The US dollar had been weak against the yen but managed to gain some ground on Monday after United States Secretary of the Treasury, Steven Mnuchin, said that a strong dollar would definitely be a good thing over a longer stretch of time. Of course, the US dollar is still undervalued against a handful of currencies in a contentious global environment.
More specifically, the greenback rose to reach a session high of 109.05 after Mnuchin played down US President Donald Trump’s interview with the Wall Street Journal, last week; an interview in which the businessman-turned-Commander In Chief said that the dollar was “getting too strong.”
Indeed, Commonwealth Foreign Exchange chief market analyst Omer Esiner notes that Mnuchin’s comments seem to have helped. He says, “In an otherwise quiet session, the comments from the Treasury secretary may be giving the dollar a little bit of a leg to stand on.”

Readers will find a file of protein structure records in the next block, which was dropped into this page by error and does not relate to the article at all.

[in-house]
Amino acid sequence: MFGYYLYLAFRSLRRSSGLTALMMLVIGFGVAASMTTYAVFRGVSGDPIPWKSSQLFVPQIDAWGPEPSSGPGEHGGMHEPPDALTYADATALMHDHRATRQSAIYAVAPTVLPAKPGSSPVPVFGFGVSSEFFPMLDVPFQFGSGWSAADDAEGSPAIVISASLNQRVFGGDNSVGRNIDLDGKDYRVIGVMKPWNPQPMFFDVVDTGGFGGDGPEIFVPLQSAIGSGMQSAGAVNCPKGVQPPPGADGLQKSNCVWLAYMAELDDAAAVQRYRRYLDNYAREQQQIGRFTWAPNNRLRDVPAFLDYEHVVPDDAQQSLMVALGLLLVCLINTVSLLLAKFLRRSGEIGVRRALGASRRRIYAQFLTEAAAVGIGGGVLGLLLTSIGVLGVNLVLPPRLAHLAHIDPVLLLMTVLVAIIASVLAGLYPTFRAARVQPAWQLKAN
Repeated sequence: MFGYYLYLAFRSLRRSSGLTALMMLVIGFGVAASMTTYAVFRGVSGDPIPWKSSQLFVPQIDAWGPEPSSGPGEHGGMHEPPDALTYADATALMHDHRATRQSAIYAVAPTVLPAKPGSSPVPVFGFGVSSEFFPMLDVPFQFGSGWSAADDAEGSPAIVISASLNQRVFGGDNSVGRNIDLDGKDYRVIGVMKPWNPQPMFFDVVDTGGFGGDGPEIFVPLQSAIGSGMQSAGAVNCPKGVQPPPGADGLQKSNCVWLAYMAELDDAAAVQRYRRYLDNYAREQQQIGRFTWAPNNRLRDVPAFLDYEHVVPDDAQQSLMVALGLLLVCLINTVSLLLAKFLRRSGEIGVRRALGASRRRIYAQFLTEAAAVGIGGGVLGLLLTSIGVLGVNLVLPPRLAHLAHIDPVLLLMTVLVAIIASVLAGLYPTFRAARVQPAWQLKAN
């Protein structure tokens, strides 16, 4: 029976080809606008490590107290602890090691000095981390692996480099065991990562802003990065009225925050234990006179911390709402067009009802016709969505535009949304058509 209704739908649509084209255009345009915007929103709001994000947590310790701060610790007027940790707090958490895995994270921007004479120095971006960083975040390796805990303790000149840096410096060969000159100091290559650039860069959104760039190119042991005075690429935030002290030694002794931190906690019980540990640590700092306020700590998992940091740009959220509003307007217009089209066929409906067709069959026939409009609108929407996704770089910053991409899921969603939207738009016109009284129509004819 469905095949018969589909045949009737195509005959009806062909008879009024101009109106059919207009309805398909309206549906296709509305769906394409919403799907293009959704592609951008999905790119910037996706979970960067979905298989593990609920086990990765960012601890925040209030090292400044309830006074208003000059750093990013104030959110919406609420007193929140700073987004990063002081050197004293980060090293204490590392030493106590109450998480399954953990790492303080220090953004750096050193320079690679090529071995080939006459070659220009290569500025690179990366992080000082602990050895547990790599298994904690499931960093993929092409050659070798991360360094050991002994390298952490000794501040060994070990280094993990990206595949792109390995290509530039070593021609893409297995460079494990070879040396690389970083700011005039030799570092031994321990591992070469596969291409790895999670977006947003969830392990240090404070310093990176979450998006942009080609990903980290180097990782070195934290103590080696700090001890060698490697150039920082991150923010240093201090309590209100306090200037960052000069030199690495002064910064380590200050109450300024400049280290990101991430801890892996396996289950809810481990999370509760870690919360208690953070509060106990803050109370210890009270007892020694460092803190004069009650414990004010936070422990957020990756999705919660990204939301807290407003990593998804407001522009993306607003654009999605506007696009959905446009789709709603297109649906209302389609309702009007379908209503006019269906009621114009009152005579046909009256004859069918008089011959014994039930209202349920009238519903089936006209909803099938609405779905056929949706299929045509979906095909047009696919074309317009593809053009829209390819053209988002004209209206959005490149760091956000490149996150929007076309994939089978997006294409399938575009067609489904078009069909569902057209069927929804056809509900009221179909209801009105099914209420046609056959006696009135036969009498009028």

It was not that long before that the US dollar had fallen to 108.14 against the yen, which was the lowest price since the middle of November; amid rising tensions over North Korea’s heavy desire for Japan’s safe currency.
Essentially, Credit Agricole foreign exchange strategist Vassili Serebriakov comments, “I think we started out in a risk-off mode but then that’s been unwinding in a more risk favourable way.”
Aside from concern over North Korea’s actions, we are still waiting to see how the market is going to fully react to this move. With the Easter holiday, after all, many of the largest trading hubs in Europe were closed.
Still, Commonwealth Financial chief investment officer, Brad McMillan notes, “You’ve had President Trump run on certain campaign issues, and many of those seem to be shifting to a more mainstream approach. From a financial markets perspective… that can be seen as a positive.”
Finally, Boston Private Wealth chief market strategist Robert Pavlik shares, “People want to be focused on earnings and how the economy is doing. Financials should do well… but they’ve given most of the gains back that they’ve seen since President Trump was elected.”
Overall, the US dollar index—which measure the American currency against six other major global currencies-was down roughly a quarter percent, to 100.33.